By Beth Griffin
Theater is the lingua franca of New York City and the Catholic Church has used art in myriad forms through the centuries to spread the message of the Gospels.
But it was not until 2015 that the Archdiocese of New York jumped with both feet into a bold effort to evangelize through the theatrical medium. It repurposed one of its many decommissioned schools as the Archbishop Fulton J. Sheen Center for Thought and Culture.
From the outside, the unassuming building on Bleecker Street in Lower Manhattan still looks a lot like it did when it educated generations of Sicilian-American children as Our Lady of Loreto School. Inside, two theaters, a gallery and rehearsal space host plays, movies, lectures, discussions and art. Each program is selected to serve the center’s mission to high- light the true, the good and the beautiful.
“It’s a way to reach people about the genius of Catholicism,” William Spencer Reilly, executive director, told Catholic News Service. “Telling stories well is at the core of what we can be doing and should be doing.”
Plays and lectures “get people inside the tent,” where he hopes they will be sur- prised, excited and engaged by what they discover, Reilly said. The target audience is millennials, many of whom live in the gentrified neighborhood.
“We can dig deep and unpack complex issues” with people living in “a sound bite universe where little thought is given to big issues,” he said.
“Film is the best way to do it. It’s a genre 20-somethings know well and they’re celebrity-driven,” Reilly said. When the audience comes to an advance screen- ing of a Hollywood film and has the opportunity to interact with someone like recent guest Mel Gibson, they may be “pleasantly surprised when the conversation steers into dialogue about a message they may not have considered,” he said.
“People innately crave to be pushed toward the light, and that’s the litmus test we use to select any play or film,” he added. “So much of New York theatre pushes in the other direction. We want to explore all things that are not nihilistic.”
For the Year of Mercy, some of the center’s offerings looked at forms of forgiveness. A panel on gun violence and police response in October included now-deceased New York Police Detective Steven McDonald; his wife, Patti; their son, Conor, a NYPD officer; and former police commissioner Raymond Kelly. Students from Catholic high schools were invited to hear the quadriplegic detective, who died in January, tell how he forgave the young man who shot him 30 years ago.
“Part of our job is to use this place in inspiring ways to talk about issues,” Reilly said. “We need a sense of the zeitgeist, of what’s in people’s minds today.”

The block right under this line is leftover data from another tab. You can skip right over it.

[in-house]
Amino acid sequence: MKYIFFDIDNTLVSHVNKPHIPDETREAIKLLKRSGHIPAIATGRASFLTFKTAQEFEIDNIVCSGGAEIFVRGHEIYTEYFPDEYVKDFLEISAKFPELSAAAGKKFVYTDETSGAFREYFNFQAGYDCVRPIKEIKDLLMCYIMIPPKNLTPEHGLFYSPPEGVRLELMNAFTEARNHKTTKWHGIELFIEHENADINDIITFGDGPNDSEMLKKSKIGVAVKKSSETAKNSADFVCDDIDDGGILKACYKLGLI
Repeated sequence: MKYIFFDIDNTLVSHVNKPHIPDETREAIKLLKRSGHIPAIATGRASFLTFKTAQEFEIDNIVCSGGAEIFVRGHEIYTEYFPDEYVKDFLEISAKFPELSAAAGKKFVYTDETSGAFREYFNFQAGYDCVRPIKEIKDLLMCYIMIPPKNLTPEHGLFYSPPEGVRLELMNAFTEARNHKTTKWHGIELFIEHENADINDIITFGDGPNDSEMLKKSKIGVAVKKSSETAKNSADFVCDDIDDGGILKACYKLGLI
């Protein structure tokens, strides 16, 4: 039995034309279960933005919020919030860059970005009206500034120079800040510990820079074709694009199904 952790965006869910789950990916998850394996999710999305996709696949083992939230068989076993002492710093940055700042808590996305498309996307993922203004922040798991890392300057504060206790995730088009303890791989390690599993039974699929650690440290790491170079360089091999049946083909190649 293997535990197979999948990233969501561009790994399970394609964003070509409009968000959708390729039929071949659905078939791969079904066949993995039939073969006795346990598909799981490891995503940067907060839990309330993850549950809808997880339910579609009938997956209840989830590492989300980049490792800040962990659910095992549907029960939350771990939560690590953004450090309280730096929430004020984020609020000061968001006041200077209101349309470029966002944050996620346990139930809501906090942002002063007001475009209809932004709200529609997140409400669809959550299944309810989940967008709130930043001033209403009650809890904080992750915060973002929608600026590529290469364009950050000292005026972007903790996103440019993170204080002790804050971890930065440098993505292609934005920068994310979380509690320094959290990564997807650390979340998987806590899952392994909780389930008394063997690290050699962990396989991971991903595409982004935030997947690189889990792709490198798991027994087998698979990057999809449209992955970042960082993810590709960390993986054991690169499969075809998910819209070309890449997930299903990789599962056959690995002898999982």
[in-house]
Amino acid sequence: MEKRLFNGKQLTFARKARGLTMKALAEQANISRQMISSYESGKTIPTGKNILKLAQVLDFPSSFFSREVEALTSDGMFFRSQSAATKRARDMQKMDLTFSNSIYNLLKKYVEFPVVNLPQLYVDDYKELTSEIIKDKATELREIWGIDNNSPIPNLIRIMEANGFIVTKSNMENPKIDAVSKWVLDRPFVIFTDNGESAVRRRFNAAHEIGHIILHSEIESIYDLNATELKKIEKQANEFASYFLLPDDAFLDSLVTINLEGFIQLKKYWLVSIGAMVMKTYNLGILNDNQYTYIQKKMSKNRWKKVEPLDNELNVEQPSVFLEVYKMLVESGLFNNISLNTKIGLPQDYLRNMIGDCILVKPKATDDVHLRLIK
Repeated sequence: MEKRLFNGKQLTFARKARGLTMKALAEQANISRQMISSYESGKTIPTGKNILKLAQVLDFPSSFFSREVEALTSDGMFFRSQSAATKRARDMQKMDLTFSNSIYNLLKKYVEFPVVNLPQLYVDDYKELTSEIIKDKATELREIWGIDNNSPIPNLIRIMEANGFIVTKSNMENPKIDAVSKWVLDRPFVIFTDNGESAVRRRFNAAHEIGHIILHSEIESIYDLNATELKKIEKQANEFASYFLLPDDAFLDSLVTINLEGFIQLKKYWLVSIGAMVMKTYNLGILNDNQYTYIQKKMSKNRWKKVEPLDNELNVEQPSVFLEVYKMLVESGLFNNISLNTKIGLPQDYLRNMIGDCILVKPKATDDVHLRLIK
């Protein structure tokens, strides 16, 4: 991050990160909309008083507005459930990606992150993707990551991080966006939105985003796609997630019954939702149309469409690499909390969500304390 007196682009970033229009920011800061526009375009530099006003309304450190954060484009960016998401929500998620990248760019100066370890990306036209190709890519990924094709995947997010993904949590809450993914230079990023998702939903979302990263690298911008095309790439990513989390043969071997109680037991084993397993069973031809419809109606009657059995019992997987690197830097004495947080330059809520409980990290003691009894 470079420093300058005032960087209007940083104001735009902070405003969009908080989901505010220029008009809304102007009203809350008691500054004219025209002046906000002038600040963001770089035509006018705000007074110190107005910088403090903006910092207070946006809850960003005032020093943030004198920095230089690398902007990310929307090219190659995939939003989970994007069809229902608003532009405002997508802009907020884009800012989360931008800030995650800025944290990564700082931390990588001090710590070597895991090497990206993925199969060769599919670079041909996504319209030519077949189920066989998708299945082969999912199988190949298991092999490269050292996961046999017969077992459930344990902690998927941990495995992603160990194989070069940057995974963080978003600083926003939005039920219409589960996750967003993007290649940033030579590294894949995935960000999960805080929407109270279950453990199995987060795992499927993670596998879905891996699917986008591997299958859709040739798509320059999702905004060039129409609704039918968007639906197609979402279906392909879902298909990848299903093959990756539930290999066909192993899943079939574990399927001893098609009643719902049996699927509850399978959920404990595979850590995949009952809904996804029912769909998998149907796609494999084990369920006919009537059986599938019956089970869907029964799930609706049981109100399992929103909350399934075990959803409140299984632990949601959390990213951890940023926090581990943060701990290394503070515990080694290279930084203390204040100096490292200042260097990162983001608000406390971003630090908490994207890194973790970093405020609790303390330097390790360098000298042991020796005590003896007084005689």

This spring’s “War is Hell” series in the center’s small basement “black box” theatre examined the theme through five Shakespearean and contemporary plays. “Hamlet” was to continue through June 3. “Death Comes from the War Poets” was set to run June 9-24.
“Our programming comes down to the three classical components of the true, the good and the beautiful. Where the true and the good are so hotly debated, the beautiful gives us an opportunity for dia- logue and diffuses the argumentative state of affairs,” said David DiCerto, director of program administration.
The programs do not “have to be sun- shine and rainbows, and they can explore the darkness of the human condition,” but they should reflect St. John Paul II’s obser- vation that when a spark of goodness is present, a glow of beauty pervades the whole work, DiCerto said.
The center is a nonprofit organization with a $3 million annual budget. Of that, approximately 60 percent comes from renting space to other groups whose pro- ductions pass the center’s litmus test. Reilly said the goal over the next five years is to raise funds from outside sources to help the center become self-sufficient.
“We’re not simply an art center that happens to be owned by the archdiocese. We’re a project of the archdiocese and part of its larger mission,” DiCerto said.
The theater concept was suggested to the late Cardinal Edward M. Egan by a priest who uncovered the long-quiet stage when the building was being used as a homeless shelter Reilly said. Cardinal Timothy M. Dolan embraced the idea and dedicated the center in September 2015.
The name honors the memory of Archbishop Sheen, the Emmy Award-win- ning radio and television personality whose programs in the 1950s and 1960s drew as many as 30 million viewers each week. The charismatic and engaging archbishop addressed a mostly non-Catholic audience and is widely considered the model for tel- evangelists of later generations.
Pope Benedict XVI granted him the title “Venerable” in 2012.
“If he was alive today, I’m not sure Archbishop Sheen would be using TV; he’d be doing short-form video,” Reilly said.
While his primary focus is to engage people from throughout the archdiocese, Reilly is looking to draw on his extensive background in television and marketing to feed programs to viewers “beyond the four walls,” he said.
“A lot of religious programming is still two talking plants,” Reilly said in describing programs that often feature people sitting between potted plants discussing a topic. “We have high quality talks and programs here and Catholics have the best stories.”
The larger of the center’s two theaters seats only 274 people, but is equipped with five video cameras that can be used for simulcasts to Catholics gathered else- where, as well as recording of events for distribution to Catholic and other televi- sion networks.
Reilly said Catholics have not recently taken full advantage of television because “we don’t treat it as a business. I’m not sug- gesting we’re going to reinvent the wheel entirely, but there are possibilities to form deals with secular channels” that “run for the hills if you talk about religion” but will consider a great human story.